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We analyze the size dependence and temporal stability of firm bankruptcy risk in the US economy by applying Zipf scaling techniques. We focus on a single risk factor--the debt-to-asset ratio R--in order to study the stability of the Zipf distribution of R over time. We find that the Zipf exponent increases during market crashes, implying that firms go(More)
In finance, one usually deals not with prices but with growth rates R, defined as the difference in logarithm between two consecutive prices. Here we consider not the trading volume, but rather the volume growth rate R, the difference in logarithm between two consecutive values of trading volume. To this end, we use several methods to analyze the properties(More)
We study annual logarithmic growth rates R of various economic variables such as exports, imports, and foreign debt. For each of these variables we find that the distributions of R can be approximated by double exponential (Laplace) distributions in the central parts and power-law distributions in the tails. For each of these variables we further find a(More)
We generalize the scale-free network model of Barabàsi and Albert [Science 286, 509 (1999)] by proposing a class of stochastic models for scale-free interdependent networks in which interdependent nodes are not randomly connected but rather are connected via preferential attachment (PA). Each network grows through the continuous addition of new nodes, and(More)
Motivated by the fact that many empirical time series--including changes of heartbeat intervals, physical activity levels, intertrade times in finance, and river flux values--exhibit power-law anticorrelations in the variables and power-law correlations in their magnitudes, we propose a simple stochastic process that can account for both types of(More)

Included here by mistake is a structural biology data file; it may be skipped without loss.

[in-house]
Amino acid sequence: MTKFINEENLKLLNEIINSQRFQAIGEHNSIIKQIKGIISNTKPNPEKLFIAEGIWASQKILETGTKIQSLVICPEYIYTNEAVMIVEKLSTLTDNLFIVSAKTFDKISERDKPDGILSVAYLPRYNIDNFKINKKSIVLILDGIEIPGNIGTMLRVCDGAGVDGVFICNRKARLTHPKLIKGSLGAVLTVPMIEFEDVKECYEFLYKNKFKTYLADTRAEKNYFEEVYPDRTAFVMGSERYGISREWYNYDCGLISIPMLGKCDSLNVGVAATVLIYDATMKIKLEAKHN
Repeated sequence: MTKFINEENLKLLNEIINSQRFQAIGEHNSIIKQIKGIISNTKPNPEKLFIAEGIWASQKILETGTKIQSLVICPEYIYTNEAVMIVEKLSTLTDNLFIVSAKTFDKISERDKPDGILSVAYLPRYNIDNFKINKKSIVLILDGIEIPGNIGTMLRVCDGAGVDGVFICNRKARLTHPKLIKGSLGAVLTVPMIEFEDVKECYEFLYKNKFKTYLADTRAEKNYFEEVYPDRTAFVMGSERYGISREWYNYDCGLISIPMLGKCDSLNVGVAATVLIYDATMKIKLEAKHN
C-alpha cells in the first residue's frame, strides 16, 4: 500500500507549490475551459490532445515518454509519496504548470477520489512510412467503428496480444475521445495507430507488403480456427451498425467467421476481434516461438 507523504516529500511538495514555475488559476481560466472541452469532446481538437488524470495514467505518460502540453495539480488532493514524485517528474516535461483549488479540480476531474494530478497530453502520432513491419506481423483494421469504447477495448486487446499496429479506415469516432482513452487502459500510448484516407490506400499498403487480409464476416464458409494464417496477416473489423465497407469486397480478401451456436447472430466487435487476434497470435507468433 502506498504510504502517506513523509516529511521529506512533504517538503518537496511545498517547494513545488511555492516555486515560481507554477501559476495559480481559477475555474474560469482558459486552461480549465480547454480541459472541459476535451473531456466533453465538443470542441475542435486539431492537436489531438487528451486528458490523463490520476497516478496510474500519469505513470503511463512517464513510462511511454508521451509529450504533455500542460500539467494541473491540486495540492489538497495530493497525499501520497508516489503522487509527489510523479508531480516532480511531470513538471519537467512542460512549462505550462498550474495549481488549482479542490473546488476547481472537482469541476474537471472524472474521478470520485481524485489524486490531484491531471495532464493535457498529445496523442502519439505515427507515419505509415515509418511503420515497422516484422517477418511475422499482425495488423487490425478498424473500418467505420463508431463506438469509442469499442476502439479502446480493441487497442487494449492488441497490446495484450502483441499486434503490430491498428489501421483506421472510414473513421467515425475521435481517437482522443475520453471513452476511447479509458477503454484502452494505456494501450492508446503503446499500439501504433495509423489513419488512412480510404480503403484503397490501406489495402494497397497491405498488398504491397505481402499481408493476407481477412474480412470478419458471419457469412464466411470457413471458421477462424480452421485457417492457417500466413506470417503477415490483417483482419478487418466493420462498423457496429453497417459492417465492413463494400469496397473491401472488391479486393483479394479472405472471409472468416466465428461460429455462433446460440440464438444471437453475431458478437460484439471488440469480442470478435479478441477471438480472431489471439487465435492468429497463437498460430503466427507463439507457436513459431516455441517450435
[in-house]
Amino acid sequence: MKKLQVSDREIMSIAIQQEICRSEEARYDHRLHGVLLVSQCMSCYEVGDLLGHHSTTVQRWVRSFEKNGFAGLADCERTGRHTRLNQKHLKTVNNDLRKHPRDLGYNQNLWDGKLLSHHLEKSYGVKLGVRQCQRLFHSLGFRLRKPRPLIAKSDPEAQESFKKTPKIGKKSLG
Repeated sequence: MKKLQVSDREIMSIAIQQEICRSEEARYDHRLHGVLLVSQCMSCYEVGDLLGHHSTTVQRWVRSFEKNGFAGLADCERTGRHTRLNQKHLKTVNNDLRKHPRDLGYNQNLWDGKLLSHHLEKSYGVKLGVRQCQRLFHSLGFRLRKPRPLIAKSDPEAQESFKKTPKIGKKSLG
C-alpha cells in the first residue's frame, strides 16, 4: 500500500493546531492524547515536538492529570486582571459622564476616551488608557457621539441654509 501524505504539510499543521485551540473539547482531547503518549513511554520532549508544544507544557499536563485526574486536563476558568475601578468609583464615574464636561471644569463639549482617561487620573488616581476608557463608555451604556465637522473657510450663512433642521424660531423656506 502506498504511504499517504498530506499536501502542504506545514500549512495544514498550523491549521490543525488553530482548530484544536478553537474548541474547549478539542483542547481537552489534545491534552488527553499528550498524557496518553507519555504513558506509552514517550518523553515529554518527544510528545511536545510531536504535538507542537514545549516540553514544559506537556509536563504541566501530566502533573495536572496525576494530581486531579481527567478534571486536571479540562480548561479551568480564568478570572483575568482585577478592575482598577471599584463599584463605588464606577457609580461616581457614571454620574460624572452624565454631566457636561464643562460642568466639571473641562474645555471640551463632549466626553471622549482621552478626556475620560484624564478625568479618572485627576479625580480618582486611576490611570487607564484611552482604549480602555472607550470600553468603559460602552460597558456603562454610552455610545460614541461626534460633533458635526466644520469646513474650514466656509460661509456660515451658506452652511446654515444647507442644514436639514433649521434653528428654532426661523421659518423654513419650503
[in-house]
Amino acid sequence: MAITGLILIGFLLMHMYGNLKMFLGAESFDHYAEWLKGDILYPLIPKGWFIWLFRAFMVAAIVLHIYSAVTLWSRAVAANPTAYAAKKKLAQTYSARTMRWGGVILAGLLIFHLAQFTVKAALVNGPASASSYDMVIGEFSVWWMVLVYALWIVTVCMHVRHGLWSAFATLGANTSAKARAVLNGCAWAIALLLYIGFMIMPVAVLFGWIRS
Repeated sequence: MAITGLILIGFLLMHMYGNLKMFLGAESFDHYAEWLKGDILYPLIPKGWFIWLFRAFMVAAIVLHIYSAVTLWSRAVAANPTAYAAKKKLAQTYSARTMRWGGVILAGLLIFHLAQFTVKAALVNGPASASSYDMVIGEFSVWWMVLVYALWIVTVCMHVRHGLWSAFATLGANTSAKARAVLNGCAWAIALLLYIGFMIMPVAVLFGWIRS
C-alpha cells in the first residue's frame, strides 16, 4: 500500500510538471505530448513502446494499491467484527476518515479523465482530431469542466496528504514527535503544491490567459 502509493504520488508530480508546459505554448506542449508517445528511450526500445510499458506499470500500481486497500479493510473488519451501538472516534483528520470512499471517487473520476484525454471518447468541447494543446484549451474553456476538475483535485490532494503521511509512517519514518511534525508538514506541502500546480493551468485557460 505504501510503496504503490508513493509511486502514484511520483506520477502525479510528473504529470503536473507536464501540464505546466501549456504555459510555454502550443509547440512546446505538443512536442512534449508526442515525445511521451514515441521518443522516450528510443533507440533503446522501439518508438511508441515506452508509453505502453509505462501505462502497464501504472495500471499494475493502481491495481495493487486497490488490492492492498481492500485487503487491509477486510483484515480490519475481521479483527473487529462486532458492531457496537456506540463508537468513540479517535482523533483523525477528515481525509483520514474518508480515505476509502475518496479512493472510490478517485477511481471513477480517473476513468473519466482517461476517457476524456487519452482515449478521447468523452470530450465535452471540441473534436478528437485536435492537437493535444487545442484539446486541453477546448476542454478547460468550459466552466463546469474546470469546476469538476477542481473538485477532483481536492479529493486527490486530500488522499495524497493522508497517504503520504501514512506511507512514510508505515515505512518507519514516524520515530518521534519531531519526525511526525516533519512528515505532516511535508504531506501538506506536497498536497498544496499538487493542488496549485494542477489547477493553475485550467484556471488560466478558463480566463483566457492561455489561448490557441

Estimating the critical points at which complex systems abruptly flip from one state to another is one of the remaining challenges in network science. Due to lack of knowledge about the underlying stochastic processes controlling critical transitions, it is widely considered difficult to determine the location of critical points for real-world networks, and(More)
Empirical estimation of critical points at which complex systems abruptly flip from one state to another is among the remaining challenges in network science. However, due to the stochastic nature of critical transitions it is widely believed that critical points are difficult to estimate, and it is even more difficult, if not impossible, to predict the(More)
We investigate how simultaneously recorded long-range power-law correlated multi-variate signals cross-correlate. To this end we introduce a two-component ARFIMA stochastic process and a two-component FIARCH process to generate coupled frac-tal signals with long-range power-law correlations which are at the same time long-range cross-correlated. We study(More)
Real-world attacks can be interpreted as the result of competitive interactions between networks, ranging from predator-prey networks to networks of countries under economic sanctions. Although the purpose of an attack is to damage a target network, it also curtails the ability of the attacker, which must choose the duration and magnitude of an attack to(More)